Yes, this will change very soon. It will mirror the Army's repayment program but there are no firm details yet available. I will post whenever more information becomes available.

BHL
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Re: Military Law

Postby BHL » Wed Apr 21, 2010 9:56 am

Patrick Bateman wrote:
Chiglaw wrote:
Eagle wrote:
joemoviebuff wrote:Do you guys know if the military will still pay for your education if you join after law school? The work itself appeals to me, but this is a question I've pondered for a while.


My understanding is that Active Duty Army and Air Force now have 65K loan repayment programs that are paid out directly to law school lenders during the first tour. Navy does not have such a program, but does offer a 60K bonus to JAGs who agree to an additional four years after the initial four year service commitment.

I think your eligibility for the loan repayment for both Army and Air Force depends on when you receive your commission as opposed to when you finished law school. That said, I think it is much more difficult to get accepted into JAG as a practicing attorney than as a law student.


Has this recently changed? From the Air Force JAG website:

"Q: Do you have a student loan repayment program?
A: The Air Force does not have a tuition reimbursement program for JAG officers but there is a retention program that allows the service to pay up to $60,000 after you complete your initial service obligation to remain on active duty for an additional time period. The details are that after your initial four-year commitment, you sign up for another two years and you receive $20,000; then at the six-year point you can sign up for four more years and receive another $40,000. I note that you can use the money for whatever you want, i.e. loans, car, house, investments, etc. While we expect this robust retention program to remain for years to come, it is contingent on annual Congressional approval"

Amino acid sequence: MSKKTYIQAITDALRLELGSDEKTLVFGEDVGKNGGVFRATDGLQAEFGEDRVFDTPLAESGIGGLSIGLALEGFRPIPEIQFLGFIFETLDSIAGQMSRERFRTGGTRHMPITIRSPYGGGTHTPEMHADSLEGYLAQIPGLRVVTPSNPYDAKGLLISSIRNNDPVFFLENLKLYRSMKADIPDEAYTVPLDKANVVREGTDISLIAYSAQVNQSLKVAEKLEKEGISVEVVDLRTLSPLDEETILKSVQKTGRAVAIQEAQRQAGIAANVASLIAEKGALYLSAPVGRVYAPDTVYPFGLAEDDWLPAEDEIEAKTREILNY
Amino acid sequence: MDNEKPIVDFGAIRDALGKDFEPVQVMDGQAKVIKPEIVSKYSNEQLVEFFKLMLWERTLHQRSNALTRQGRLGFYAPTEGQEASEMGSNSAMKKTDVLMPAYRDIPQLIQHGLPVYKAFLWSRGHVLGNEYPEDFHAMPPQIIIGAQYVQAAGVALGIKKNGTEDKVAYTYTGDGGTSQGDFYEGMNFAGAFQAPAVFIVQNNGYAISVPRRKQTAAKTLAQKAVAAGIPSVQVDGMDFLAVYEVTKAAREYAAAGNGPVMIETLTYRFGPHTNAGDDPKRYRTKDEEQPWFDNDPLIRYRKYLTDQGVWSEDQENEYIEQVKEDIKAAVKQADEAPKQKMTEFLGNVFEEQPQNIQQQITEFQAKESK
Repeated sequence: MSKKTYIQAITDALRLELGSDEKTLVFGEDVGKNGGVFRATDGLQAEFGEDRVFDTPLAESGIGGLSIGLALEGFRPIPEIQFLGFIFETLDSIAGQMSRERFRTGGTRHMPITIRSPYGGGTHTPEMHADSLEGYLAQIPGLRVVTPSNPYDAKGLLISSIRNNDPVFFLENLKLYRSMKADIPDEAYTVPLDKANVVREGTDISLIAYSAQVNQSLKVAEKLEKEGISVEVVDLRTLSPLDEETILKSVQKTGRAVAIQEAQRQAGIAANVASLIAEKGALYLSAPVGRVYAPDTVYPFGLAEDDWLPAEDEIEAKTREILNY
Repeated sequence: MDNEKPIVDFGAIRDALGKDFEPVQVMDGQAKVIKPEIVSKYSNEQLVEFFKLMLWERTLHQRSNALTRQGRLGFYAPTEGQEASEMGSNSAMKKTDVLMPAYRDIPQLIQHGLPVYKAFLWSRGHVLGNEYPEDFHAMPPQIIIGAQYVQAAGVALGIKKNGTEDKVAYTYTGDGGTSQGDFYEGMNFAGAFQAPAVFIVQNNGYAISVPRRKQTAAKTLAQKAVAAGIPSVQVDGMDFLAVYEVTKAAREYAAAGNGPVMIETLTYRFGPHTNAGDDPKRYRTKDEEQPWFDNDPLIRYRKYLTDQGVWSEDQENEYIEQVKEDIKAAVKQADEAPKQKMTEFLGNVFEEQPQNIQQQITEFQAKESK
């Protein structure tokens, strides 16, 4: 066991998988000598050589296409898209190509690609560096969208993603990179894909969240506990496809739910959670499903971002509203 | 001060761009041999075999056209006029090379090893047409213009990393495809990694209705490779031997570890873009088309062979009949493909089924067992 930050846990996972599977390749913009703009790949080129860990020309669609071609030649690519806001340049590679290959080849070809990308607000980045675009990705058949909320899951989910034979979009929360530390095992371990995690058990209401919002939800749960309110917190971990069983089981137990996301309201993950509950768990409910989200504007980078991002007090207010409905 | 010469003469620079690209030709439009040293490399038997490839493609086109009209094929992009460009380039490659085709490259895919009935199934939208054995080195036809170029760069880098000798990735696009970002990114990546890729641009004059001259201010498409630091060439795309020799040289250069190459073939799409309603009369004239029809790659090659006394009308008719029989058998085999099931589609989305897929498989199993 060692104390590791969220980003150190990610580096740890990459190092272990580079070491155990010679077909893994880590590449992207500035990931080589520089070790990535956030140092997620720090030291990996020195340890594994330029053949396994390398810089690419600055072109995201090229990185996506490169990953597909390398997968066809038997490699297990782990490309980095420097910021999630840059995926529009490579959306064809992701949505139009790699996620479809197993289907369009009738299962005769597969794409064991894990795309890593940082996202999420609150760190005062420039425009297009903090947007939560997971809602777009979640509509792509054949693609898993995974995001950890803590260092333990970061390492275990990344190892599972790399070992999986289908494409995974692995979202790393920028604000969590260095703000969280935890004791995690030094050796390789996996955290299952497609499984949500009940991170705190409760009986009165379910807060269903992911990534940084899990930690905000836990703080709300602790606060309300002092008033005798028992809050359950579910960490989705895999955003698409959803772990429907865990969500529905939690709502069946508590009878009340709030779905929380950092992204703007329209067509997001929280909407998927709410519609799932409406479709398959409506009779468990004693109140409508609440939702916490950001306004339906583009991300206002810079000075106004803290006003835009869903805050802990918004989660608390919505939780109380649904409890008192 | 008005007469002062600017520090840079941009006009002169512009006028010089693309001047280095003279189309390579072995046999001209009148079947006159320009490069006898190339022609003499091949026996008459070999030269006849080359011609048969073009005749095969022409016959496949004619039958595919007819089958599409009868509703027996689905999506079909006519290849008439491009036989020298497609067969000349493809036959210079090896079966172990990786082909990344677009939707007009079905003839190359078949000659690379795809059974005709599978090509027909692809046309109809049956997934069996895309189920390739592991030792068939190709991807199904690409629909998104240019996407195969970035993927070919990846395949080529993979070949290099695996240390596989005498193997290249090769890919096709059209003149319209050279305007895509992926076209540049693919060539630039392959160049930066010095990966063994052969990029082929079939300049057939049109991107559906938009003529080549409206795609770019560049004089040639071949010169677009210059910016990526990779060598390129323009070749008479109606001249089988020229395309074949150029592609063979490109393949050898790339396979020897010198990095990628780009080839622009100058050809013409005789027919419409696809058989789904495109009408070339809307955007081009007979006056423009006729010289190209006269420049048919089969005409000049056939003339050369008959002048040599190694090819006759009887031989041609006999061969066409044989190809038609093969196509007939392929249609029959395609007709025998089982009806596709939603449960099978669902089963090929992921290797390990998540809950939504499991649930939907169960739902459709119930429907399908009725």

Yes, this will change very soon. It will mirror the Army's repayment program but there are no firm details yet available. I will post whenever more information becomes available.

Last I heard was that they're waiting for approval of funding. Some budget cutting caused everything to stall. They were also saying that people who recently finished training might not be eligible for the $65k, but are likely the oldest class to receive any benefit (if they receive anything) since the program is geared towards attracting applicants rather than benefiting those who already accepted the offer.

lukeatomic
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Re: Military Law

Postby lukeatomic » Wed Apr 21, 2010 10:02 am

Do they do signing bonuses for JAGs? Or is the SLRP the big incentive?

FeuerFrei
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Re: Military Law

Postby FeuerFrei » Wed Apr 21, 2010 10:49 am

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Last edited by FeuerFrei on Fri Feb 04, 2011 2:21 pm, edited 1 time in total.

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Rocky Estoppel
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Re: Military Law

Postby Rocky Estoppel » Wed Apr 21, 2010 11:22 am

FeuerFrei wrote:
lukeatomic wrote:Do they do signing bonuses for JAGs? Or is the SLRP the big incentive?


Isn't the SLRP kind of stupid now that there's IBR
Not if you could pay off your loans in 3-4 years instead of 10 (even with the lower payment)

It puts more money in your pocket. Plus you can use both programs. It can keep your payment low and they pay 65k towards your loan over 3 years. For someone like me, that will basically pay all of my debt.